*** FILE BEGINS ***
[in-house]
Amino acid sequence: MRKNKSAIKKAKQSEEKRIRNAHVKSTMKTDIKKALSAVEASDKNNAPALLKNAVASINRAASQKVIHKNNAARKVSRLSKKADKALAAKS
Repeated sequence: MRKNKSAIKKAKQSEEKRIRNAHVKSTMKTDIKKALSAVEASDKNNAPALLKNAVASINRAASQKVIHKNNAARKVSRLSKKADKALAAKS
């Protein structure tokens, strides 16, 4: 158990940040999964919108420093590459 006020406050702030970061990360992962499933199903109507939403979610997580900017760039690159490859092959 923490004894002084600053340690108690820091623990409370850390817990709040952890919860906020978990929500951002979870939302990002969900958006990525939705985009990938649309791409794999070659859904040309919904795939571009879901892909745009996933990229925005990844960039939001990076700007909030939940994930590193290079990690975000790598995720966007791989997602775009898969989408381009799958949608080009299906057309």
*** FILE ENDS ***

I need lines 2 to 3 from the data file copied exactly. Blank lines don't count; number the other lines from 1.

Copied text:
Amino acid sequence: MRKNKSAIKKAKQSEEKRIRNAHVKSTMKTDIKKALSAVEASDKNNAPALLKNAVASINRAASQKVIHKNNAARKVSRLSKKADKALAAKS
Repeated sequence: MRKNKSAIKKAKQSEEKRIRNAHVKSTMKTDIKKALSAVEASDKNNAPALLKNAVASINRAASQKVIHKNNAARKVSRLSKKADKALAAKS